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U.S Robotics Sportster gets slower and slower, experiences long pauses in which no data is sent, or disconnects suddenly
USR Sportsters get slower and slower, and may disconnect suddenly
This is the x2 version of Spiral Death Syndrome. The fix in most cases is to add S15=128 to the init string to disable V.42 hardware error correction. It may also be necessary to add &K0 to the init string to disable V.42bis hardware data compression, though this should be a last resort, as performance will suffer when downloading non-compressed files.
1. Try using the init string AT&FX. (See the next step for instructions.)
2. Set Windows 95/98 Dial-Up Networking to use software flow control. Here's how:
3. If that doesn't help, you might try lowering your connect speed to 57600. (The speed setting is on the first screen when you get Properties on your connection icon.) This should be a last resort, as it will affect your download speed somewhat.
The Macintosh uses an 8-pin serial port, rather than the 9- or 25-pin port on most other computers. As a result, Mac modem cables handle DTR differently, and DTR is often used as a disconnect signal.
The classic symptom of unwanted DTR disconnect on the Mac is getting knocked offline when receiving a large stream of data. This may happen during a download, or when issuing a dir command in a command-line FTP program.
To disable DTR hangup, add &D0 (zero) to the end of your init string.
A checklist for troubleshooting disconnect problems
Here's a rundown of the most common solutions for unwanted disconnects
Disable call waiting
You probably know this already, but you should disable call waiting. The "click" of an incoming call may disconnect you, though newer modems have improved error correction that is less sensitive to this.
In most areas, you can disable call waiting on a touchtone line by placing *70, in front of the phone number, like so:
If your lines do not have touchtone service, and instead use pulse dialing, the command is 1170,.
Note that in some areas, the phone company charges you each time you disable call waiting. Also, some areas use different commands, or may require you to request the ability to disable call waiting. If in doubt, call your phone company.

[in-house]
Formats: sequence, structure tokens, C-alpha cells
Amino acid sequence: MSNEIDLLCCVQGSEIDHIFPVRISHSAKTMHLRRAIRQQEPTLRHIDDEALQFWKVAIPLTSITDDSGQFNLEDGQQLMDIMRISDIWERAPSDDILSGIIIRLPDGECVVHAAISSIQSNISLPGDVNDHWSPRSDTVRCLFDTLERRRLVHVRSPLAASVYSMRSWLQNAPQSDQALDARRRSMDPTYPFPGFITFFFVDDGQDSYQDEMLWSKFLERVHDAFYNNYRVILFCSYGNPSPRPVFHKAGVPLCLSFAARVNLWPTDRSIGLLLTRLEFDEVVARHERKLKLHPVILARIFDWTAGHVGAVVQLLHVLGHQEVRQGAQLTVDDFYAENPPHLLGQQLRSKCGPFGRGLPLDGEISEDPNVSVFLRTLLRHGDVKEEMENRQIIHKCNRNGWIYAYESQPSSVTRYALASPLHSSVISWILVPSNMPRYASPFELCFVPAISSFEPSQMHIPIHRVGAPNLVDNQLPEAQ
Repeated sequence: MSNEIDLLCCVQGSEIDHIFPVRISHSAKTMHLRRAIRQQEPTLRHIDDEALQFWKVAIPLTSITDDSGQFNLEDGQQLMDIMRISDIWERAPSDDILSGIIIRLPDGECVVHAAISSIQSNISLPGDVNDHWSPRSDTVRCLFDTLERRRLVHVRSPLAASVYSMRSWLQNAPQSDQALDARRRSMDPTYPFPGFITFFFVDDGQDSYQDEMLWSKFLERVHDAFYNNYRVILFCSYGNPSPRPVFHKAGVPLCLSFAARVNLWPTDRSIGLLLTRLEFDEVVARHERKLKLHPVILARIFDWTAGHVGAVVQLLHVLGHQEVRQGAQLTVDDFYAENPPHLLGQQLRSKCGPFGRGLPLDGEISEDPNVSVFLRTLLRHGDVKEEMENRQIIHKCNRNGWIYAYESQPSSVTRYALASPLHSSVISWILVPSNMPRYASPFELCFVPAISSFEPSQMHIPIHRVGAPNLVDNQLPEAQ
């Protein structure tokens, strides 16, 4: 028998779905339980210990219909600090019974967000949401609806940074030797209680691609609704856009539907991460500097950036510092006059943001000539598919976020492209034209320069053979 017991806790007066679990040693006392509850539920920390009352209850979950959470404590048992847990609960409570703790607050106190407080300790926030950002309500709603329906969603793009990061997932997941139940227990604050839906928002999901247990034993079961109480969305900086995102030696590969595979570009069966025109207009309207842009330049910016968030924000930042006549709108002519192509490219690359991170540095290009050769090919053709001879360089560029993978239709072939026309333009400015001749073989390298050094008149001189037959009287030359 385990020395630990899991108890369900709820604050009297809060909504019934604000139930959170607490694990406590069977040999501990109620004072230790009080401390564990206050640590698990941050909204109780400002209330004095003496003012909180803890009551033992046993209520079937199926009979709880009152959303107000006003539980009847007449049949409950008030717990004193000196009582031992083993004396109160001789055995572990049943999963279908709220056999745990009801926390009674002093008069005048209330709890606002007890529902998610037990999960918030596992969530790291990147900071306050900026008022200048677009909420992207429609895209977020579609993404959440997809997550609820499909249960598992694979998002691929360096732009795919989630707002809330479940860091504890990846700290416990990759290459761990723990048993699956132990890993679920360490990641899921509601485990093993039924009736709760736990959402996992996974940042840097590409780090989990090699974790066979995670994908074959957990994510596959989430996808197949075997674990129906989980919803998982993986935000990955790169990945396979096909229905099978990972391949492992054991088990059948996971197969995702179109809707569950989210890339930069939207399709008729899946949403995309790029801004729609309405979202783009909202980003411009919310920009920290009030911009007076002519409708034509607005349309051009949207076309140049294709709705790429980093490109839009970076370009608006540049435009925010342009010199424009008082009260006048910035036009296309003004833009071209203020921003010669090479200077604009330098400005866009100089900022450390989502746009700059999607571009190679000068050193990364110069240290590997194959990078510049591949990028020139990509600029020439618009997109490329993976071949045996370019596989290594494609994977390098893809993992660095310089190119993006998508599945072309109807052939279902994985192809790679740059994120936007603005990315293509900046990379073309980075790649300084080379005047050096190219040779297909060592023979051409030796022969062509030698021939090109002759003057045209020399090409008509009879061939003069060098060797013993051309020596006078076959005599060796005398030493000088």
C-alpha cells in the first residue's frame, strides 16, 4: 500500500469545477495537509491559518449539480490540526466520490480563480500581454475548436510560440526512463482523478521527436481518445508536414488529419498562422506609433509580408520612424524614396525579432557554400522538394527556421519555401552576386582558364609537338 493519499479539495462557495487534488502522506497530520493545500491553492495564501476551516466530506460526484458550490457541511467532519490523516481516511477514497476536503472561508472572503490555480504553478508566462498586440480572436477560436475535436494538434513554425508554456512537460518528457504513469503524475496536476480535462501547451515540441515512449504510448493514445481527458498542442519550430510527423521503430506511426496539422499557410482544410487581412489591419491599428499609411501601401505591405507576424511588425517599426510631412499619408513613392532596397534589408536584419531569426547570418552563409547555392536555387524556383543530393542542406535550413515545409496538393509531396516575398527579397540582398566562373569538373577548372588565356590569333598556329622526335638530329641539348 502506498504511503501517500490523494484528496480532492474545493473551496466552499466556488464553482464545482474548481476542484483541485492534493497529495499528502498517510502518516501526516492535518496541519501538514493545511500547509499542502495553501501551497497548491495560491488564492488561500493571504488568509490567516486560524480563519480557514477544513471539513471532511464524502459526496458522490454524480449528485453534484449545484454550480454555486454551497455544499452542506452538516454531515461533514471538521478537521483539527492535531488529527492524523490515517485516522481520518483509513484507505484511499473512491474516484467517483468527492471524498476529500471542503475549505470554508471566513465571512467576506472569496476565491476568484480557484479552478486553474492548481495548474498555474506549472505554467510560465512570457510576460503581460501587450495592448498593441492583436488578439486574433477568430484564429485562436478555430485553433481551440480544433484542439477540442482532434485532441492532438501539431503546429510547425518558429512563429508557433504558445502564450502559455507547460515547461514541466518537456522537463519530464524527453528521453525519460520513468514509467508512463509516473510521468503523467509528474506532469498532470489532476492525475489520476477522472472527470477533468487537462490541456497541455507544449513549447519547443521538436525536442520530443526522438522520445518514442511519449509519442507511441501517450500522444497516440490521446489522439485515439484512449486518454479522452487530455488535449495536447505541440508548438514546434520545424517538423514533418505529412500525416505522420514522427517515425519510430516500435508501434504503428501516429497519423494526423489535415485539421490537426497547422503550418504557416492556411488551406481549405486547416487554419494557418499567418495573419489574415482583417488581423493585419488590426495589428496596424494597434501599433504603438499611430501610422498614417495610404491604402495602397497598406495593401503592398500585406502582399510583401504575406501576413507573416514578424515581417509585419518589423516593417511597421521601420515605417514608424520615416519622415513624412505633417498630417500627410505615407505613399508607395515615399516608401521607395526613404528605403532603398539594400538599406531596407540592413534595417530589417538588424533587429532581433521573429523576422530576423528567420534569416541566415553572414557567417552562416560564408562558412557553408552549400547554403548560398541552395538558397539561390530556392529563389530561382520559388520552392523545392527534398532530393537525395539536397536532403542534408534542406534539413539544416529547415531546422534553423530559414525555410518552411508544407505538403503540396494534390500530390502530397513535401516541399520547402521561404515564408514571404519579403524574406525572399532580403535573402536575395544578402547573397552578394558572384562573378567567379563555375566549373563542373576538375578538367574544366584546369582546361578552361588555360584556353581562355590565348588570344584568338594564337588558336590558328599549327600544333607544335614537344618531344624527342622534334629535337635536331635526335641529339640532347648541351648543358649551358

Many disconnect problems can be solved by loading a more recent version of the firmware. Check the firmware page.
Likewise, having the correct modem init string or driver installed is important. Check the inits and drivers page.
Modems have two phone jacks on the back: one is for the line connected to the wall jack. The other is for plugging in a telephone, answering machine, fax machine, etc.
Try unplugging your telephone or any other device attached to the back of the modem. Some devices may cause problems. For instance, some telephones draw power from the phone line every 15 minutes to power the circuits that keep track of speed dial numbers.
Try unplugging other telephone equipment in the house
It's possible to have too many devices on your phone lines or extension. Try unplugging extra phones, fax machines, and answering machines to see if the disconnects stop.
Older PCs may have weak UARTs that are not capable of high speed communications. As a result, you may get frequent dropped connections and/or poor modem performance due to resent packets.
To test this, try lowering your port speed to 38400 or even 19200. If the dropped connections cease, a slow UART may be the problem. A replacement serial port card should fix the problem.
For use with a 56K modem, you want at least 16550 UART. Internal 56K modems should include a 16550 or higher UART on the card.
Some K56flex owners have found that they can reduce disconnects by setting a limit on the initial connect speed. The commands for controlling maximum connect speed are different for Rockwell-based and Lucent-based K56flex modems.
On most Rockwell-based K56flex modems
If you normally get disconnected when you connect at 48000, you might try using:
If that didn't work, you would try:
and so on, reducing the maximum connect speed by 2000 each time. Experiment with different numbers to see if lower numbers result in fewer disconnects.
On most Rockwell-based V.90 or V.90/K56flex modems
If the modem supports V.90, use the +MS=12 command (see above for instructions):
On Lucent-based K56flex modems
The S38 command can be used to control the maximum connect speed. The values between 2 and 14 set the maximum speed between 32K and 56K. So, if you normally get disconnected when you connect at 48000, you would try:
to set the maximum connect speed to 46000. If you still get disconnected, you might try:
S38=8 (for 44000)
S38=7 (for 42000)
and so on.
For solutions and alternatives, read Daniel Rosenzweig's Call Waiting and Modem FAQ, right here on 56K.COM.